The Pueblos Mancomunados (literally “joint villages”) occupy the southern edge of the Sierra. The landscape here is spectacular and the biodiversity phenomenal, with birdlife, butterflies and mammals, including ocelot, puma and jaguar – some sections of the pine forest have been classified by the World Wildlife Foundation as among the richest and most varied on earth. It’s a rewarding place to spend a few days, enjoying nature and getting first-hand experience of rural Oaxacan life.
The hills are laced with more than a hundred kilometres of signposted rural footpaths and country roads, suitable for hikers and mountain-bikers of all abilities, and almost every community offers simple accommodation, local guides and a roster of activities. The paths have been used for centuries by local people accustomed to sharing resources with surrounding communities and the villages are an impressive example of social organization, with eight small towns perched on common land. One of the most enchanting hikes is along the 15km high-altitude footpath between the isolated villages of Latuvi and San Miguel Amatlán, which passes though mystical cloud forest and is believed to be part of a larger pre-Colombian route that connected the Zapotec cities in the Valles Centrales with the Gulf of Mexico – you can still see the remains of an old road along the trail (tours usually take two days to hike this route).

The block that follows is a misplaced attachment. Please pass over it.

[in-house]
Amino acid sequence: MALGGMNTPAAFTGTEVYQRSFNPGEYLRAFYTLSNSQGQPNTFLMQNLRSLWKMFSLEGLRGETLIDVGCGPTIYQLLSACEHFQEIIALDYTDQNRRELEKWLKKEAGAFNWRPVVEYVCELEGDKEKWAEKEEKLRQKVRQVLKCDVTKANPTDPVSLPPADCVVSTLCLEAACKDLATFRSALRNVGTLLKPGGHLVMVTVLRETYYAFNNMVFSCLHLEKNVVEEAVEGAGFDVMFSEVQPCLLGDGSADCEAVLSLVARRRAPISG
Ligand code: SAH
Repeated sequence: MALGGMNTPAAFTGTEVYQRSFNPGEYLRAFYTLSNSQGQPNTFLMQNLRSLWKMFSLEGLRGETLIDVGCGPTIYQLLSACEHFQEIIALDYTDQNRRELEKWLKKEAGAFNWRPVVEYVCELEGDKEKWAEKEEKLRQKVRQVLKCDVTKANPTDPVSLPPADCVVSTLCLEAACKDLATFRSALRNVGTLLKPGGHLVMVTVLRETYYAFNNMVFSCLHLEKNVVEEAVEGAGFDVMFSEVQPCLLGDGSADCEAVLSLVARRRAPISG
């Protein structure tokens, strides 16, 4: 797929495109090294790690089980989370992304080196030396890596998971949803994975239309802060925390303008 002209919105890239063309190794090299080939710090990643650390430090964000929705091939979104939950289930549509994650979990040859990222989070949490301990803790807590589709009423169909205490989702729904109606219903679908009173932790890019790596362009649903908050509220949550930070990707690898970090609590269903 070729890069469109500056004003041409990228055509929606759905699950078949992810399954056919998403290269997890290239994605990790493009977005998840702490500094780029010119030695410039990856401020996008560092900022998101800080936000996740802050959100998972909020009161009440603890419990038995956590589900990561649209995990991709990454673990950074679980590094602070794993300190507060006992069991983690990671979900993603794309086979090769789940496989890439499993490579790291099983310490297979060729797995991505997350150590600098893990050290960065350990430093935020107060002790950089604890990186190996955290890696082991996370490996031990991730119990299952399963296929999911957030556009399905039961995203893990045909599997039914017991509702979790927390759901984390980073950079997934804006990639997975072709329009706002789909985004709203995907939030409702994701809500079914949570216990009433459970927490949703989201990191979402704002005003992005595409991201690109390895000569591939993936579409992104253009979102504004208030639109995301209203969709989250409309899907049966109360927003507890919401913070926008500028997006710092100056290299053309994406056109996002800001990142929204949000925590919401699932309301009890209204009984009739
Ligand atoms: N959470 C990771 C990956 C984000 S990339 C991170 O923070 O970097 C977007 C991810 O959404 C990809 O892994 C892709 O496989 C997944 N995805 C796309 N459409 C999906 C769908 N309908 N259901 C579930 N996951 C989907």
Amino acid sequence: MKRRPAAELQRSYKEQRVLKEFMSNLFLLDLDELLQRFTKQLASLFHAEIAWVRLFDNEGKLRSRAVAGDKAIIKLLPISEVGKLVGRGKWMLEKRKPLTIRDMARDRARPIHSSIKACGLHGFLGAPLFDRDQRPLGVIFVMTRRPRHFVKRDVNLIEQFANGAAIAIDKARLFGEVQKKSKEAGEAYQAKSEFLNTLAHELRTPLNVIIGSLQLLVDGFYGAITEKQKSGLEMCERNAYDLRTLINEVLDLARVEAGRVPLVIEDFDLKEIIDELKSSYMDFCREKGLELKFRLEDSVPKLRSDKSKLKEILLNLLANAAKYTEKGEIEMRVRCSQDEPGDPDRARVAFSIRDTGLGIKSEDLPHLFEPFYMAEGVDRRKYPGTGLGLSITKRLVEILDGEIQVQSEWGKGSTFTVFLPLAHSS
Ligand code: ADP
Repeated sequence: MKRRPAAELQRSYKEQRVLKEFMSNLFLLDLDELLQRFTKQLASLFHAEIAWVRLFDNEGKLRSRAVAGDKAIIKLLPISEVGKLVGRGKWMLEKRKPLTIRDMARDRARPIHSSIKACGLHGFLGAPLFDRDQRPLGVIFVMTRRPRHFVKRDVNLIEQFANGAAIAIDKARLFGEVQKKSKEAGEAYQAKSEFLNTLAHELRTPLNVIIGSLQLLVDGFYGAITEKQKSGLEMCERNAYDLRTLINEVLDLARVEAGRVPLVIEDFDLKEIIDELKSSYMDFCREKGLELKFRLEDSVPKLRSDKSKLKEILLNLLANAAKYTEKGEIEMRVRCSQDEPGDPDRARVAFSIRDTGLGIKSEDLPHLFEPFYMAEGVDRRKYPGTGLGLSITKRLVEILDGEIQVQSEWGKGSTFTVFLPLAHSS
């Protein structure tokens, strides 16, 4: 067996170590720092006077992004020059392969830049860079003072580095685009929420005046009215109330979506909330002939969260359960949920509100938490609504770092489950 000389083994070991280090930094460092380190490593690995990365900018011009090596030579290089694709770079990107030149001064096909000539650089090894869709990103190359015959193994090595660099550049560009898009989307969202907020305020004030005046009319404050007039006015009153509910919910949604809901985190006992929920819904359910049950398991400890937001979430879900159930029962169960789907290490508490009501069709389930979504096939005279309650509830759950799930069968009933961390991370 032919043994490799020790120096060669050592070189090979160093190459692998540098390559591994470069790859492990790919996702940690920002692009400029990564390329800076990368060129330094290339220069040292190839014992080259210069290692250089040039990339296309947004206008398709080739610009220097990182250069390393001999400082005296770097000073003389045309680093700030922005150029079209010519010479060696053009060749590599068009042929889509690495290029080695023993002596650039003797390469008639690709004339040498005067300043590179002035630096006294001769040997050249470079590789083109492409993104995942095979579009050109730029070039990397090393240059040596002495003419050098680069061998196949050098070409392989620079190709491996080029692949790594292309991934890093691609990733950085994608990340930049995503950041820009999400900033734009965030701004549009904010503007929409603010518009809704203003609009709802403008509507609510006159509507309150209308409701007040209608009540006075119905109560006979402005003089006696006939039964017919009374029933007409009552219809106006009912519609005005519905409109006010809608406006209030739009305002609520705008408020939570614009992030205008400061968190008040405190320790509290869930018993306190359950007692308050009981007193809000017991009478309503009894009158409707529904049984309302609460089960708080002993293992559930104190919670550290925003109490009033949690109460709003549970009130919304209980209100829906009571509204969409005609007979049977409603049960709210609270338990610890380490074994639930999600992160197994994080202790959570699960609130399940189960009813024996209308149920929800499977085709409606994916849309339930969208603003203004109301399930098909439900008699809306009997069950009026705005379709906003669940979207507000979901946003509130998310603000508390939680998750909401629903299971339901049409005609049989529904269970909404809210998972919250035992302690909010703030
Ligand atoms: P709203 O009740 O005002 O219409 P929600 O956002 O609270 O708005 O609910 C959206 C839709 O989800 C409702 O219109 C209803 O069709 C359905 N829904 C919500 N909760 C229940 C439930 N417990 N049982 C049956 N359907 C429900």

Perched on a ridge overlooking the Oaxaca valleys (18km north of Teotitlán) and surrounded by pine trees, the little village of BENITO JUÁREZ is the gateway to the Pueblos Mancomunados. Known for its spectacular sunsets – in clear weather you can see all the way to Mexico’s highest mountain, Pico de Orizaba – Benito Juárez makes a good base for exploration. There’s a river where you can fish for trout and plenty of walking and other activities on offer.
Ixtlán de Juárez
Ixtlán de Juárez, a pretty Zapotec village near San Pablo Guelatao (the birthplace of Benito Juárez), 61km north of Oaxaca, is in an area of great natural beauty, and its cloud forests and pine and oak woodlands are claimed to be home to five hundred bird varieties and six thousand species of plants.
Among the most striking features of the monasteries of the Mixteca Baja are their capillas abiertas. These graceful open-air chapels, found only in the New World, look like unfinished, roofless churches, or cathedrals chopped in half. They face out onto huge open areas where the idea was that mass conversions of and services for indigenous people, too numerous for the church to accommodate, would take place. They are designed for congregations of thousands; the very same people whose prodigious labour produced these vast churches in the first place. Sadly, even by the time they were first completed, those populations had been decimated by disease and the demands of the Spanish overlords; the capillas became vast white elephants, testament to a vanished population.